If I were buying a shower caddy to keep my shampoos, soaps, and toiletries tidy and handy while bathing, then I would buy the OXO Good Grips 3 Tier Shower Caddy.
After 13 hours of researching more than 100 shower caddies priced between $14 and $300, inspecting four dozen models in stores, and personally testing what appeared to be the ten best, the 3-Tier came out the winner. Wirecutter founder Brian Lam, doing his own independent research and testing, blind to my work, came to the same conclusion.
The $30 caddy does nothing special, but unlike competitors, it succeeds at all the core duties of a shower caddy. Is organizing products in a shower really so complex that we need to talk about core duties? Astoundingly, yes.
The shower is a harsh environment
Showers encourage soap scum, hard-water spots, mold, mildew, and rust to build up on a caddy. (Some people go so far as to recommend drying your caddy or spraying them with a clear coat when you first get one.) And liberal building and plumbing codes allow showers to be all sorts of unpredictable shapes and sizes. A caddy that hangs neatly on a typical shower—one with a .5-inch-diameter shower pipe and roughly 28 inches between the showerpipe and flow controls—won’t work in a slightly smaller shower with a handheld showerhead attached to a flexible pipe.
Our goops and creams only add to the difficulties. Which of the wide variety of shower product sizes should the caddy accommodate? Slender one-ounce tubes? Bulbous, salon-size 32-ounce bottles? The answer can affect everything from shelf design to overall size. And what about soap? Should the caddy rob valuable space to offer a tray devoted to Irish Spring?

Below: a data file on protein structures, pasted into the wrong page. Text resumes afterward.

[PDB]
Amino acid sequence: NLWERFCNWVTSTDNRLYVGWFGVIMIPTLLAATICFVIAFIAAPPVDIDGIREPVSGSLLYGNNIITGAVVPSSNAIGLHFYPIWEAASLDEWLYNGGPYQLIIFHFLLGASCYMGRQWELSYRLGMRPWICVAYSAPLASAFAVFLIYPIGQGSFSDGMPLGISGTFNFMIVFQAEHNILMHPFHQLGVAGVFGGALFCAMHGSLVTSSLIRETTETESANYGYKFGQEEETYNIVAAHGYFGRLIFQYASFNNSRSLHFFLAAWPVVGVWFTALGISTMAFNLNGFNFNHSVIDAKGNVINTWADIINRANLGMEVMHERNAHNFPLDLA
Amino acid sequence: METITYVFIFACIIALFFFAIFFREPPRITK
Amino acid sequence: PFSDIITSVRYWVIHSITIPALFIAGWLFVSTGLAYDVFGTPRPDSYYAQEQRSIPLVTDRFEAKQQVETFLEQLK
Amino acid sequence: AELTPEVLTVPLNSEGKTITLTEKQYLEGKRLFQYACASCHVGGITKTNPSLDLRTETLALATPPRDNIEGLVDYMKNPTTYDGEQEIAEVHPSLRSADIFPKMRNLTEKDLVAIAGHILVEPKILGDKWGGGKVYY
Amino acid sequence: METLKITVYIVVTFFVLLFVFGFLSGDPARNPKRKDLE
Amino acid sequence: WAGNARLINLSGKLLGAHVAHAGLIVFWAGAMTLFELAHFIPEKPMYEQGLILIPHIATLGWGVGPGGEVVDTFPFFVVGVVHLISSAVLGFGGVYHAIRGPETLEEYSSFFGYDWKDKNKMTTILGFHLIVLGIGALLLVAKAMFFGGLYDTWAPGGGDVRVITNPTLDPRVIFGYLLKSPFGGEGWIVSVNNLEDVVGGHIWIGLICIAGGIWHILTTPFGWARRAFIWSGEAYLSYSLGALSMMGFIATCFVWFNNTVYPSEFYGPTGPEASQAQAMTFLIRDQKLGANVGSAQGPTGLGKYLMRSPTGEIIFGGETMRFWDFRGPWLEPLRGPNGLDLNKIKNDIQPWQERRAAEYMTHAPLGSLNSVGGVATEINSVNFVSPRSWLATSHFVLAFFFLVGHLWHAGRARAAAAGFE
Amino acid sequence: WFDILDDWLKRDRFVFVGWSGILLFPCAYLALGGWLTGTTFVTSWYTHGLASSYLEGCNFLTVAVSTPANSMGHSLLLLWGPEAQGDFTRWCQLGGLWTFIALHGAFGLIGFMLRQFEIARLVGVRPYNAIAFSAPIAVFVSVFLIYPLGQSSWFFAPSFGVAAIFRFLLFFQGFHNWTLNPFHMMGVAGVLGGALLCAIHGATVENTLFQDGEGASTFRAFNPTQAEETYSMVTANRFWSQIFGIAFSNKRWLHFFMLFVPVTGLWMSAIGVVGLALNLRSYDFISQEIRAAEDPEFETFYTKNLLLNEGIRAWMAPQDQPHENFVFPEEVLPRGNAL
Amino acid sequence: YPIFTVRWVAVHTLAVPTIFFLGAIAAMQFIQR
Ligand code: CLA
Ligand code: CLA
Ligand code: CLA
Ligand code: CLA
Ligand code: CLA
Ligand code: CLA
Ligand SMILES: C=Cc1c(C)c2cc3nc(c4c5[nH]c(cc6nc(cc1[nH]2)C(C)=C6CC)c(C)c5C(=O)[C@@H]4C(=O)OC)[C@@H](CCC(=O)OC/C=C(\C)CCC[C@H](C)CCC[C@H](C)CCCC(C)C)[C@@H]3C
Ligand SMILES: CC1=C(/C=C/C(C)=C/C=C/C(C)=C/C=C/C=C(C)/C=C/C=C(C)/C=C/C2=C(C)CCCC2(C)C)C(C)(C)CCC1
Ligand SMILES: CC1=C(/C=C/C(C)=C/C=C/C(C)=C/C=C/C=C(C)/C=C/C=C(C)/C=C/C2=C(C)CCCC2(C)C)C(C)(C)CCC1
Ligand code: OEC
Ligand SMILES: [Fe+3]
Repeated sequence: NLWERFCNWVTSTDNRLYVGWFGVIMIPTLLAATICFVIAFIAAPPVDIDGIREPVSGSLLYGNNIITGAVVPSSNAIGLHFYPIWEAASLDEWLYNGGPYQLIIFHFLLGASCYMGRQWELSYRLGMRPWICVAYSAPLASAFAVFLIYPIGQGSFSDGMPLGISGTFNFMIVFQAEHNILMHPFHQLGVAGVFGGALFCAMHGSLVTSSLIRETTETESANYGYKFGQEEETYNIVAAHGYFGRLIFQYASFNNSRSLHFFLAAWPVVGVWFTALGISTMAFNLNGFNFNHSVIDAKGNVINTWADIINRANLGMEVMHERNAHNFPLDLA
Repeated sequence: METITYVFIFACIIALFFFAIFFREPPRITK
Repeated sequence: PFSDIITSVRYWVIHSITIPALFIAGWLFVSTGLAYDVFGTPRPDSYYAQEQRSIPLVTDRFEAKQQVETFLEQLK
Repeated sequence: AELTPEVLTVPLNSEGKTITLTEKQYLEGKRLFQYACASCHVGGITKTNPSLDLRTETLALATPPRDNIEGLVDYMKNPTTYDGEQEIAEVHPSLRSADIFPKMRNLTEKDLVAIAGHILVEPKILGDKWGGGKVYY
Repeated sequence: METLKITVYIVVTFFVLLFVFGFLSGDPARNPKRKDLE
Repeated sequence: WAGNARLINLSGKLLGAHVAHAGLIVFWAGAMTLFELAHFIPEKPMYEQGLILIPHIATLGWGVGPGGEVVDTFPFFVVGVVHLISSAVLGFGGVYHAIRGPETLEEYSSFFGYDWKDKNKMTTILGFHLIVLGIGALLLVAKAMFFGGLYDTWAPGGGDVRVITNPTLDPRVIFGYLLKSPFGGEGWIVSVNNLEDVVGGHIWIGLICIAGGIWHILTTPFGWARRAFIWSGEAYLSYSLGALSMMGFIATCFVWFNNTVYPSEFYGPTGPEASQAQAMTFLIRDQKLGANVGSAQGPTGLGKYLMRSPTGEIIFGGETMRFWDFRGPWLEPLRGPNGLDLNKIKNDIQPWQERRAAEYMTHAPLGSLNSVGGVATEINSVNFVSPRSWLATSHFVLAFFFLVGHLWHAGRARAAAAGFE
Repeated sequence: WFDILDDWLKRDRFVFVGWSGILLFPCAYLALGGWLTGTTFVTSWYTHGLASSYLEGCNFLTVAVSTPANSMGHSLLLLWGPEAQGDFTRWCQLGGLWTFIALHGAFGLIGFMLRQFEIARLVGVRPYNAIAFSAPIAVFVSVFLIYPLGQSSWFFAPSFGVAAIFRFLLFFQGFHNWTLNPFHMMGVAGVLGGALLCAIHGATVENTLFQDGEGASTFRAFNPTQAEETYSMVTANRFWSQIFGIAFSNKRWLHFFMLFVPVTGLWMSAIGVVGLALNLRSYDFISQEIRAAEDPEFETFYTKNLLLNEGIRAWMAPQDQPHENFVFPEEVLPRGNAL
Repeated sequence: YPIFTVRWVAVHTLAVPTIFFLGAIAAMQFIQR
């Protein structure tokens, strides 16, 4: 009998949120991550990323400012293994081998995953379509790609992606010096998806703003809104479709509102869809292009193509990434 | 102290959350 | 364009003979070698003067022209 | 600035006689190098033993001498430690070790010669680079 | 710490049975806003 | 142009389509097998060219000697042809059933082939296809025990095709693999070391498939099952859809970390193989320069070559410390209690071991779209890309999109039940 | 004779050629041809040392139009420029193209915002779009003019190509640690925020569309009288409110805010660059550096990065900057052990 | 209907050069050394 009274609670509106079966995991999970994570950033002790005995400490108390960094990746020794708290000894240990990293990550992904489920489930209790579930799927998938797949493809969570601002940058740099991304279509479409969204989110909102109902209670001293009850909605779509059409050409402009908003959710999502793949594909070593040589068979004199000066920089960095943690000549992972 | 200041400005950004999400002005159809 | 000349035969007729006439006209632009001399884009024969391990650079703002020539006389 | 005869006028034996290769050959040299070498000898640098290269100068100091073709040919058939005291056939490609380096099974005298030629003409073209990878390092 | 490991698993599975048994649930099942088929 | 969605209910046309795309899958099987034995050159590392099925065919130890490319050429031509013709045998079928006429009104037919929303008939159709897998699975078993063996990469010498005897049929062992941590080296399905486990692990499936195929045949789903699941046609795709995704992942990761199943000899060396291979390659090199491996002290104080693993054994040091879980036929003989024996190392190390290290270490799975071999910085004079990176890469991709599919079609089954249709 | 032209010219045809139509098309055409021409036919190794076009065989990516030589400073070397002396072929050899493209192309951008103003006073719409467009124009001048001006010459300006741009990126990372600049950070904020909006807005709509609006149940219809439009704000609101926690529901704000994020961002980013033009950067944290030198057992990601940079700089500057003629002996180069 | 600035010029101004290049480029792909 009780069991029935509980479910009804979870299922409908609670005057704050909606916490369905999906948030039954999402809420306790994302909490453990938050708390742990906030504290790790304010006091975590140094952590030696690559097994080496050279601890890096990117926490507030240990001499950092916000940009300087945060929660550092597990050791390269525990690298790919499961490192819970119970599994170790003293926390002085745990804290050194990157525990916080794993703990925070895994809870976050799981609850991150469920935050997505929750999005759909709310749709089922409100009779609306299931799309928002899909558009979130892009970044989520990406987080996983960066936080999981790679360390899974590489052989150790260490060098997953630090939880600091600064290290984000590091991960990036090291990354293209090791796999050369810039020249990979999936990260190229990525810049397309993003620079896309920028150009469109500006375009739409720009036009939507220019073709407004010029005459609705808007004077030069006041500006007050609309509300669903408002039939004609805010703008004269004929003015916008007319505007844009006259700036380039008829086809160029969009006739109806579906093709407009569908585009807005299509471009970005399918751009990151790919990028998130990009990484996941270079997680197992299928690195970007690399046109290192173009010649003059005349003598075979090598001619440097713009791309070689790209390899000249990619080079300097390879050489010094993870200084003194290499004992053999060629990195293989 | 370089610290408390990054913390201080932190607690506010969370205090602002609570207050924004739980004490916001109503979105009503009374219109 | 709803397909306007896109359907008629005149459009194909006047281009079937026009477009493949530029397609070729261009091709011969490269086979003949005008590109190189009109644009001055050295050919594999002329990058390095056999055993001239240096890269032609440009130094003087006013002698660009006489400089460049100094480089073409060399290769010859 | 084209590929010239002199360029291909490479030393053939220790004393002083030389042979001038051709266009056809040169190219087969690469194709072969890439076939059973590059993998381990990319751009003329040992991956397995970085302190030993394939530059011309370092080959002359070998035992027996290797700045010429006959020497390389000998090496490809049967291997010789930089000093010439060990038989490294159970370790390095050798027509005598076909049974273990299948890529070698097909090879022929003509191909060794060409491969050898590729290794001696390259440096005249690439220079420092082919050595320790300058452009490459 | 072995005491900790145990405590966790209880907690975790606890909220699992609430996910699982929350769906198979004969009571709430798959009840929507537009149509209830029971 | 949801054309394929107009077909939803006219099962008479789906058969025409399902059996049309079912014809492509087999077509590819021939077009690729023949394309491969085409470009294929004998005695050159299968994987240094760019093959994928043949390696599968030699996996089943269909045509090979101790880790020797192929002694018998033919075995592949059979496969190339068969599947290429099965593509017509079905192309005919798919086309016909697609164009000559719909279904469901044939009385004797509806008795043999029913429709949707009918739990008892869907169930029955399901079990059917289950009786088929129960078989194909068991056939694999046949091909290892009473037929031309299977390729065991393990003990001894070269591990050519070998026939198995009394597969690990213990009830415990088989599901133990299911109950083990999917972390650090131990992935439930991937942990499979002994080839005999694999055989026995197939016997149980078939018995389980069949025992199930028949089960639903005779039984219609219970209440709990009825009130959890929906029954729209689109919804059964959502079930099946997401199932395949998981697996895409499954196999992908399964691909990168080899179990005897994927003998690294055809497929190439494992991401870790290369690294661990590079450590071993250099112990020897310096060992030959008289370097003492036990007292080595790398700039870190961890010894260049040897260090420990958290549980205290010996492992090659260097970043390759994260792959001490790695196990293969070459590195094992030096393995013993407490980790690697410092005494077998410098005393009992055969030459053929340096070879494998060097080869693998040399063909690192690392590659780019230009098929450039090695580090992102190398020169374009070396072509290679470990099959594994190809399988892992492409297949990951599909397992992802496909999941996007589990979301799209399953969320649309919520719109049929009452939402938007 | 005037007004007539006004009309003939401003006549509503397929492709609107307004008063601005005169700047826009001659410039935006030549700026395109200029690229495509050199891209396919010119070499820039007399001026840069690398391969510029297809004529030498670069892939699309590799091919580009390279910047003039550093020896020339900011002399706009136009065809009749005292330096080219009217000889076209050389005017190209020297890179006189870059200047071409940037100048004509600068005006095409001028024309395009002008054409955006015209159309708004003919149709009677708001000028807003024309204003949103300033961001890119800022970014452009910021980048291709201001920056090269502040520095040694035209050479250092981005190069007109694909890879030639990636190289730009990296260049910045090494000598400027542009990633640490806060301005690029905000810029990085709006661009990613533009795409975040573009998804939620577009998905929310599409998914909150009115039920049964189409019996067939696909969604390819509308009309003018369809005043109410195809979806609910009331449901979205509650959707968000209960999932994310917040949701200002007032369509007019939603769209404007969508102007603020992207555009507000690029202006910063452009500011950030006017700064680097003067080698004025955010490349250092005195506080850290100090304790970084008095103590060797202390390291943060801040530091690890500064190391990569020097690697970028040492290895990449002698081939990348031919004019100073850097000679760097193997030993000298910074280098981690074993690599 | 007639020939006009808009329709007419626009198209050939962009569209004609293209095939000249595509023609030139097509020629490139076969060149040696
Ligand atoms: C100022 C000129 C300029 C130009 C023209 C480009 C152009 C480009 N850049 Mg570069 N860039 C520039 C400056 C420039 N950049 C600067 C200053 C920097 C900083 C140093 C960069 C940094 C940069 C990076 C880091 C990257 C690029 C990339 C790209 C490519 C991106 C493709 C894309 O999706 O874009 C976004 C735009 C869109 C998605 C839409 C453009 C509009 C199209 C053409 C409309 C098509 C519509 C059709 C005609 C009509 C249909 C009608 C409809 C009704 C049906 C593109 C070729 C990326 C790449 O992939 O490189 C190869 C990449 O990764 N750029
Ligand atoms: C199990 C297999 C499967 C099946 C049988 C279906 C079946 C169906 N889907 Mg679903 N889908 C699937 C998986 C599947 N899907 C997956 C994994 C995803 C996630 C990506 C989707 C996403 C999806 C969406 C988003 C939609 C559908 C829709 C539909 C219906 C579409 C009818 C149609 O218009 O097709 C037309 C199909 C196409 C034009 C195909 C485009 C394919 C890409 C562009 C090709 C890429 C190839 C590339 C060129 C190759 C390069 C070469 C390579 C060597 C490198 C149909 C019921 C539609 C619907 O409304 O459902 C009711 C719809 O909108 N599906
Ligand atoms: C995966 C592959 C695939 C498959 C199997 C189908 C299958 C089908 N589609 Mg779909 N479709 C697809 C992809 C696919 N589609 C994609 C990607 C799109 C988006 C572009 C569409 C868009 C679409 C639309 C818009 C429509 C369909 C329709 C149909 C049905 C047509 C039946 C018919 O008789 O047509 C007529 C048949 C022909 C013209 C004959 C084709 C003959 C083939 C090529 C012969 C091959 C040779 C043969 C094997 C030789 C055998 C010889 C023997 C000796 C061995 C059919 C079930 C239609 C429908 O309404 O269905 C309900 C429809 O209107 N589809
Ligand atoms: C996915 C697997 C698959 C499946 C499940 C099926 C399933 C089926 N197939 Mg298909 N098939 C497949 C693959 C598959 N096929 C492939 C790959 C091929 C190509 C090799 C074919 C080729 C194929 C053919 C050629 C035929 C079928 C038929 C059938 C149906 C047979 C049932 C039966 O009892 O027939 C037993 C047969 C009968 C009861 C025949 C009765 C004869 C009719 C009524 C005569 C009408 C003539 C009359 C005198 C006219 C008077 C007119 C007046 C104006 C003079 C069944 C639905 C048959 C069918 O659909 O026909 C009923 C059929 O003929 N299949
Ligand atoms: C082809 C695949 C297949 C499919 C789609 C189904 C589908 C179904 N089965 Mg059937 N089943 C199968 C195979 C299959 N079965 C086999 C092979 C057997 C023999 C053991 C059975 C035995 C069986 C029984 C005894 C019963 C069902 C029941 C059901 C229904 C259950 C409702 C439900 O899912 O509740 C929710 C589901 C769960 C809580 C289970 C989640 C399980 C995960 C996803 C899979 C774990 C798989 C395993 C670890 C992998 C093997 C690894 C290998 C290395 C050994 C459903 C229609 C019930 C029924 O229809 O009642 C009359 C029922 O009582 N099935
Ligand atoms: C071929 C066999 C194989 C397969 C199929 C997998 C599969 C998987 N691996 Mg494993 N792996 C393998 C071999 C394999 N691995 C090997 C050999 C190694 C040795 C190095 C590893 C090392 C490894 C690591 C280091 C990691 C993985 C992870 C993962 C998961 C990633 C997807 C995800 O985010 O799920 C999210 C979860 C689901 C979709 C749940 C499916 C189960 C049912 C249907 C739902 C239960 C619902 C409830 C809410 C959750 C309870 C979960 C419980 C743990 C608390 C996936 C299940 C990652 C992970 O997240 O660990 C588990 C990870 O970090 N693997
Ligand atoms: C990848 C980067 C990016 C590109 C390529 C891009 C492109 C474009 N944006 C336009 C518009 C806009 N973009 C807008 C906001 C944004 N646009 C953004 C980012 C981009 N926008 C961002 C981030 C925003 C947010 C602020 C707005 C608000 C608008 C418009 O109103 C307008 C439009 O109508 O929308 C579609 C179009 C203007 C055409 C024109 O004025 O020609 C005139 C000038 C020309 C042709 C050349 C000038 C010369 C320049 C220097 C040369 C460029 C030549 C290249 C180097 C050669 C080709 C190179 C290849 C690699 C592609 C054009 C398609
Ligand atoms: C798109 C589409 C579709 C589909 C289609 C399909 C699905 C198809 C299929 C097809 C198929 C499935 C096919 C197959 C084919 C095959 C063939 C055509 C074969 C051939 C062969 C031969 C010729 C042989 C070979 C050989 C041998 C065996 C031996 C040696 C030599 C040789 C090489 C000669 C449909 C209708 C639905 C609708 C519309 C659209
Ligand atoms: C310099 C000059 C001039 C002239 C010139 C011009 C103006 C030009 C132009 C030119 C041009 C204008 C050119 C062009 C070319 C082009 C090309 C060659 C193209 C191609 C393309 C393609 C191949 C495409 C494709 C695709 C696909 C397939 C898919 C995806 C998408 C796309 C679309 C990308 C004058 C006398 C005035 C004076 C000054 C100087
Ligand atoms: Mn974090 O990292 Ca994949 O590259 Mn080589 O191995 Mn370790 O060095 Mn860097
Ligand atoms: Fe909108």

Most shower caddies address these challenges in classic fashion: essentially a couple of shelves hung from the showerpipe, with suction cups to hold them in place. People prefer this style, often called “over the shower” or “hanging,” but plenty of other designs exist—shelves that attach to the walls via suction cup, shelves that hang over the shower door, shelves that attach to a pole wedged between the ceiling and floor, even shelfless designs such as a colorful rubber squid whose dangling tentacles grip bottles.
So which is best? Unfortunately, few impartial experts offer guidance. Editors of Apartment Therapy sometimes round up what they consider stylish caddies, but they decline to recommend one over the others. By necessity, most of our review was compiled by reading user comments everywhere from Walmart.com to high-end home furnishers (some six hours’ worth), appraising models in-store (for two hours), and then performing extensive testing (five more hours).
We focused on the classic over-the-shower design because it’s the most popular, so it seemed likely that the wide variety of offerings were also the most refined. We expected them to do four things: stay put, hold shampoos and soaps and loofahs and razors for two adults, resist rust, and look good at a fair price. They won bonus points for easy cleaning and extra features such as multiple hooks. Dealbreakers? Blocking the shower stream and failing to support a full load.
I tested over a week, inspecting them when they arrived, assembling them, scraping any metal 30-times back-and-forth with a metal blade (a wire…cutter), and then showering with them.
In the case of shower caddies, we favor metals like stainless steel and aluminum for their proven durability and value.